Finding your ‘Sweet Spot’ in the ‘Real World’

Posted by  admin —September 23, 2008
Filed in How Stuff Spreads & Changes, Sustainability

When I heard that Dave Pollard (Authour of the “Sweet Spot”) was chatting with Dave Snowden (Mr Complexity) … a metaphor jumped to mind that brings the 2 together. Forgive the simplicity of this metaphor.

Some background and context …

In the real world of ‘behaviour change’ projects, project coordinators are often funded by government agencies. These agencies are usually hierarchical and therefor demand a degree of certainty … a plan thought out in advance that delivers on milestones and performance targets. It’s tax payer’s money, so you need to show (ahead of time) how you ‘think’ you might achieve outcomes.

Now let’s assume that our behaviour change project is COMPLEX – that is … Best Practice doesn’t exist and the links between cause and effect are not known ahead of time.

Ok, our project is now 3 months old and, like in every complex project, the unexpected happens and you start to notice new stuff! People ‘closest to’ the project are offering advice and you are trying to listen with the ‘noise’ of performace targets and your own assumptions ringing in the background. This creates a tension between what was ‘expected’ and what is ‘actually’ happening.

Finding Your Project’s Sweet Spot in a World of Complexity – In this metaphor, the Strings in your tennis racket are your Project Plan.

When your Strings are strung really tight … they are hard to move around. When you hit the ball there is no ‘give’ and you need to work a lot harder! With tight strings you have more ‘control’ over the ball AND the racket’s ‘sweet spot’ is small. There is less margin for error and strings break much more easily!

*A ‘tightly strung’ Project Plan has a small sweet spot. You control where the money goes and what activities you implement ahead of time BUT there is little flexibility. The project activities (and budget allocation) are difficult to move around even when your monitoring highlight the need for change. Your project plan is tight and you end up working really hard all of the time! Finding the ‘sweet spot’ in your project is made even more difficult by the realities of the ‘real world’ … the unpredictability of your opponent … the uneven surface of the court … the wind conditions etc …

When the same racket is strung loose … the strings are easy to move around. Hitting the ball feels like a trampoline and you do not need to work as hard! You do, however, have less ‘control’ over the ball and the end result (but you don’t pretend to have control anyway because it’s complex!). The racket’s ‘sweet spot’ is larger and much easier to find. The strings also last a lot longer!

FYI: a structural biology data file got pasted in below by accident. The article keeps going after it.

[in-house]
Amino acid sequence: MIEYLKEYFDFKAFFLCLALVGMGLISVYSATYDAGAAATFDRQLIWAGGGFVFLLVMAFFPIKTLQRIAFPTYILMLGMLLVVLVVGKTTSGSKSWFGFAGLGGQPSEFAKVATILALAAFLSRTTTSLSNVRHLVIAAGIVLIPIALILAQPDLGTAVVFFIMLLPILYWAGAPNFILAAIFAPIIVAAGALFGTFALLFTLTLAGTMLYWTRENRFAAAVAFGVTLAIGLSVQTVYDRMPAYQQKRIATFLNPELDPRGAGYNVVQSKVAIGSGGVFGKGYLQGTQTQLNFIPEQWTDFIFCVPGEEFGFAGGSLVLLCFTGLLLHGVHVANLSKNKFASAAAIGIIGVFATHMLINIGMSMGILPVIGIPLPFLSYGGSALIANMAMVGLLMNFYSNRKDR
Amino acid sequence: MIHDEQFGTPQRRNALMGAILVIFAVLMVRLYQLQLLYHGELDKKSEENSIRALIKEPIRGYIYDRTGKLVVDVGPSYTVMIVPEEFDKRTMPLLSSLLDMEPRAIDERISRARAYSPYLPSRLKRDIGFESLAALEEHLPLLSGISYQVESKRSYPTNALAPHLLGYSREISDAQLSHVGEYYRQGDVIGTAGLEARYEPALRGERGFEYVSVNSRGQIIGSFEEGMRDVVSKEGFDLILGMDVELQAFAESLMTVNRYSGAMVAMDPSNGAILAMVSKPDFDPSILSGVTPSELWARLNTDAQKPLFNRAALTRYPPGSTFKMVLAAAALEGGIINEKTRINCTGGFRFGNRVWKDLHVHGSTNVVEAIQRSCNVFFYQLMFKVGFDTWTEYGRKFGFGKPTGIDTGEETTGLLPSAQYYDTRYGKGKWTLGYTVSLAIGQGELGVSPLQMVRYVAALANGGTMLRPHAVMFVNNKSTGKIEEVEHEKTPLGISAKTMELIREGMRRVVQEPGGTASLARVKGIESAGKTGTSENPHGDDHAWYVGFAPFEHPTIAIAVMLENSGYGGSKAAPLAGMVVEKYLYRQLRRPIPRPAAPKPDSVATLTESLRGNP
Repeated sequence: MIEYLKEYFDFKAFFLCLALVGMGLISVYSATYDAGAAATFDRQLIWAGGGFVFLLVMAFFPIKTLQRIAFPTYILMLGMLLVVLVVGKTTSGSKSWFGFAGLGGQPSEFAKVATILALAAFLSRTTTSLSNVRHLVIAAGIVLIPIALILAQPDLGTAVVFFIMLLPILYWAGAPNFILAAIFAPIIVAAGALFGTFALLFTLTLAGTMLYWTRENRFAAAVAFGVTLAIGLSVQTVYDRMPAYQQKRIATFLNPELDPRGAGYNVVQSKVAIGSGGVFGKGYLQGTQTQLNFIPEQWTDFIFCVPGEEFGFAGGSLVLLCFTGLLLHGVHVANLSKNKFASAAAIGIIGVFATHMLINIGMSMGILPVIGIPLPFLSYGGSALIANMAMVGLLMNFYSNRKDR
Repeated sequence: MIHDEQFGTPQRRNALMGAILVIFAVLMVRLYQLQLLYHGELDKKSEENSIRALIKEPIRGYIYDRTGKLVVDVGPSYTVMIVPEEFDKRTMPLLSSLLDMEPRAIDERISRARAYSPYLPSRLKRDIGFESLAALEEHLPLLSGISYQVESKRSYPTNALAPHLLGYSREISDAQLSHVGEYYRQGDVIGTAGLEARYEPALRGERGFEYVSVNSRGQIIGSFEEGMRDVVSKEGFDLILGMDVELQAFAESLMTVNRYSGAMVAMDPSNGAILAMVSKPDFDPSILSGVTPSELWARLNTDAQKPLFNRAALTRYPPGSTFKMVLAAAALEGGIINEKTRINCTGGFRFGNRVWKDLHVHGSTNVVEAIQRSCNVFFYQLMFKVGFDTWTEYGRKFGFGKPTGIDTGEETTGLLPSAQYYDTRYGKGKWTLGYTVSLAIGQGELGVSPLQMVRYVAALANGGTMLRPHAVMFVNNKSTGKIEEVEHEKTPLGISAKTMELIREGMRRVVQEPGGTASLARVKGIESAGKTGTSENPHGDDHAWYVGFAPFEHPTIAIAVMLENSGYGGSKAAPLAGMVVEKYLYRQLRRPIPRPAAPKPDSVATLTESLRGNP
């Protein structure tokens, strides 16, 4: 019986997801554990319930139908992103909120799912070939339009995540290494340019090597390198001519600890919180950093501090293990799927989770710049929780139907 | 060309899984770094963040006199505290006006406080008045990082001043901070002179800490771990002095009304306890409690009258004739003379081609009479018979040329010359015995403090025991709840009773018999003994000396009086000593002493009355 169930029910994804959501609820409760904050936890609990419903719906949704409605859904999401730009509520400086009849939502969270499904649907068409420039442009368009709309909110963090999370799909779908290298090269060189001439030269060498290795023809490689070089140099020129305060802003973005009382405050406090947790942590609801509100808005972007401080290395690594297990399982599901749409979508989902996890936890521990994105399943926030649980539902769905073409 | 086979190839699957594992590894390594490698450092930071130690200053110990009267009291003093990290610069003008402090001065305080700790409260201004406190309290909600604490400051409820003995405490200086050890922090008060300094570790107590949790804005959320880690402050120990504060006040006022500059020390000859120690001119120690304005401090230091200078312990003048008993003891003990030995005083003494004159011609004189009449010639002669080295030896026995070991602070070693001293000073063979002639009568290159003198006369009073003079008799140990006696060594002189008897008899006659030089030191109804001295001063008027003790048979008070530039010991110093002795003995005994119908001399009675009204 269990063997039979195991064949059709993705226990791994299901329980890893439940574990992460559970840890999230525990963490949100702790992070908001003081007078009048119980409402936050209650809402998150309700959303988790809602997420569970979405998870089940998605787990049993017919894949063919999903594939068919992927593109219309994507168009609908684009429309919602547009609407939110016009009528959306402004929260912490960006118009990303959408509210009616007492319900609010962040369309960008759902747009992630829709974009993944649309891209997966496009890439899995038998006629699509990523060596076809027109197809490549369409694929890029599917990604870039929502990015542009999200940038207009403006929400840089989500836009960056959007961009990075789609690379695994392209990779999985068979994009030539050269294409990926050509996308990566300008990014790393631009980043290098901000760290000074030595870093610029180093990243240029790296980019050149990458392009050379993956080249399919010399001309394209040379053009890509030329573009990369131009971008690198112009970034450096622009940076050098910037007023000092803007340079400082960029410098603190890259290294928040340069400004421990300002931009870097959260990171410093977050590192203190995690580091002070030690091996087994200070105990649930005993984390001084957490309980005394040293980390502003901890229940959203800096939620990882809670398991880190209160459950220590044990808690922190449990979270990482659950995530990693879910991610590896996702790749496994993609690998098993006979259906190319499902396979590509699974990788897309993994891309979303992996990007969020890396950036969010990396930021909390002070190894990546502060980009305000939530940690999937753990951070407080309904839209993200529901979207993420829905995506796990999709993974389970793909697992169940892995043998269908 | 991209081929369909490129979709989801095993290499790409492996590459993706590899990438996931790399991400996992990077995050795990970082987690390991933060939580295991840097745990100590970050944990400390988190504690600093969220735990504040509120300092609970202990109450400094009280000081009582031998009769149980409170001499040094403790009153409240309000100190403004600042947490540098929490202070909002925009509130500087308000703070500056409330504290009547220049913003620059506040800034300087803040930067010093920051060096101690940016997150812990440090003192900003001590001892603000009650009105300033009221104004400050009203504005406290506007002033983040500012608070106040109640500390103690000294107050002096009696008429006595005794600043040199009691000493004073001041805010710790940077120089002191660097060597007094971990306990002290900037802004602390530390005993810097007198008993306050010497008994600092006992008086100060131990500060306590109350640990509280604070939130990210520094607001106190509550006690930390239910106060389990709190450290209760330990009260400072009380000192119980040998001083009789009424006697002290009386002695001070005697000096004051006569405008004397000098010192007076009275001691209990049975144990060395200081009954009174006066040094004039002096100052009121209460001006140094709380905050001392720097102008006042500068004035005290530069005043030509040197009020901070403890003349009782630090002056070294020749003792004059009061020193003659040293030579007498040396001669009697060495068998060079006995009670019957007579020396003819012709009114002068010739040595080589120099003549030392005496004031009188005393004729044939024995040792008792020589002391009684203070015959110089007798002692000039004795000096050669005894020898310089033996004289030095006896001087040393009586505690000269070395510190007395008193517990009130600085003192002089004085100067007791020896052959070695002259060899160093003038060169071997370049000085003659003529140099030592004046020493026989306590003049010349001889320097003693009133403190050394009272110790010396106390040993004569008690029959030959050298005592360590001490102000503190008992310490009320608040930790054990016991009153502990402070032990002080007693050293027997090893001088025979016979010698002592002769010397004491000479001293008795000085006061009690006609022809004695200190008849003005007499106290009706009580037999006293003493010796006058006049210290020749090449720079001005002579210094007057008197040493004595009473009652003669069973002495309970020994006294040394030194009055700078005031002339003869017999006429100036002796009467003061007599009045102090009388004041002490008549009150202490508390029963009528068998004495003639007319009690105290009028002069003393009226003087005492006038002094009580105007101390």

*A ‘loosely strung’ Project Plan has a larger sweet spot. Project activities and priorities can be shifted around easily in response to monitoring activities. When the ‘unexpected’ occurs, finding your sweet spot is easier. Best of all, when you are really tuned into what is going on in the real world of change, you don’t need to work as hard!

Some other points about Tennis & Change Projects …

Remember, you are never ‘in control’ of your opponent’s actions and the ‘outcome’ of the match. A game of tennis is unpredictable and complex … just like our CHANGE projects.

Champion players are able to get ‘in the zone’ and make everything look so easy. Being ‘in the zone’ means be ‘present’ to what is happening ‘in the moment’ . It also means to ‘let go’ of any expectation to win or fear of the failure. Champions gain their confidence not from winning lots of matches, but from not being fearful of losing and taking risks.

In Sum …

When your project plan is too tight, rigid and difficult to move, you are going to struggle to find the ‘sweet spot’. An inflexible project plan assumes too much about future outcomes and assumes ‘best practice’ exists. You’ll end up working way too hard with a ‘command and control’ mindset.

When your project plan has some ‘flex’ built in, you can improvise along the way and respond to the realities of a complex world. With flexibility in mind, you are more likely to listen and sense how people are responding to your project. Your project’s sweet spot is larger and easier to find. Sit back more and don’t work so hard!

Please build on what I have started hereadd to this metaphor in your comments.

Cheers

Geoff

Comments

  1. Fantastic Geoff. Brilliant metaphor. I’ve worked in government and expressing the concept of not defining precise outcomes in advance when working in the COMPLEX domain is a bit of a nightmare.

    Really applicable to community building and collaboration (naturally .. as they are complex activities 🙂

  2. very nice post, i certainly love this website, keep on it

  3. Luciana Lies says:

    I want to encourage that you continue your great writing, have a nice holiday weekend!

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